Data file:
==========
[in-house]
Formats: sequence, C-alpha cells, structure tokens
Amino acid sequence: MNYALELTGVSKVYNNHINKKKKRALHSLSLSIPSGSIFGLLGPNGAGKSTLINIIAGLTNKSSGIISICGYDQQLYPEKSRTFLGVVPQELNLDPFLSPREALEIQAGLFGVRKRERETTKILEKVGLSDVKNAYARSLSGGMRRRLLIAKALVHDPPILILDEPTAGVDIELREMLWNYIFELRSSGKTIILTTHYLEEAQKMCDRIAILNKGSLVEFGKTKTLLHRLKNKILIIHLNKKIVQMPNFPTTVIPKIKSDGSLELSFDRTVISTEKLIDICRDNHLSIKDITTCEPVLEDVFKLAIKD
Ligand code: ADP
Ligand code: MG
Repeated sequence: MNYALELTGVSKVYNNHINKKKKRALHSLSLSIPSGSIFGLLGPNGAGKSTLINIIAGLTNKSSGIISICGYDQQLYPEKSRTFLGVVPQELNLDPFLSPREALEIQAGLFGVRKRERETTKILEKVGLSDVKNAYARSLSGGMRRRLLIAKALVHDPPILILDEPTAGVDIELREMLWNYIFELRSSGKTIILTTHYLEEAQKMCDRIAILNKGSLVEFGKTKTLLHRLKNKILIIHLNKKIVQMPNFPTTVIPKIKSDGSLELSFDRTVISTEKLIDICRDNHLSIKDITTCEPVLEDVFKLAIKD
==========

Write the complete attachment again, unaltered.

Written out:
[in-house]
Formats: sequence, C-alpha cells, structure tokens
Amino acid sequence: MNYALELTGVSKVYNNHINKKKKRALHSLSLSIPSGSIFGLLGPNGAGKSTLINIIAGLTNKSSGIISICGYDQQLYPEKSRTFLGVVPQELNLDPFLSPREALEIQAGLFGVRKRERETTKILEKVGLSDVKNAYARSLSGGMRRRLLIAKALVHDPPILILDEPTAGVDIELREMLWNYIFELRSSGKTIILTTHYLEEAQKMCDRIAILNKGSLVEFGKTKTLLHRLKNKILIIHLNKKIVQMPNFPTTVIPKIKSDGSLELSFDRTVISTEKLIDICRDNHLSIKDITTCEPVLEDVFKLAIKD
Ligand code: ADP
Ligand code: MG
Repeated sequence: MNYALELTGVSKVYNNHINKKKKRALHSLSLSIPSGSIFGLLGPNGAGKSTLINIIAGLTNKSSGIISICGYDQQLYPEKSRTFLGVVPQELNLDPFLSPREALEIQAGLFGVRKRERETTKILEKVGLSDVKNAYARSLSGGMRRRLLIAKALVHDPPILILDEPTAGVDIELREMLWNYIFELRSSGKTIILTTHYLEEAQKMCDRIAILNKGSLVEFGKTKTLLHRLKNKILIIHLNKKIVQMPNFPTTVIPKIKSDGSLELSFDRTVISTEKLIDICRDNHLSIKDITTCEPVLEDVFKLAIKD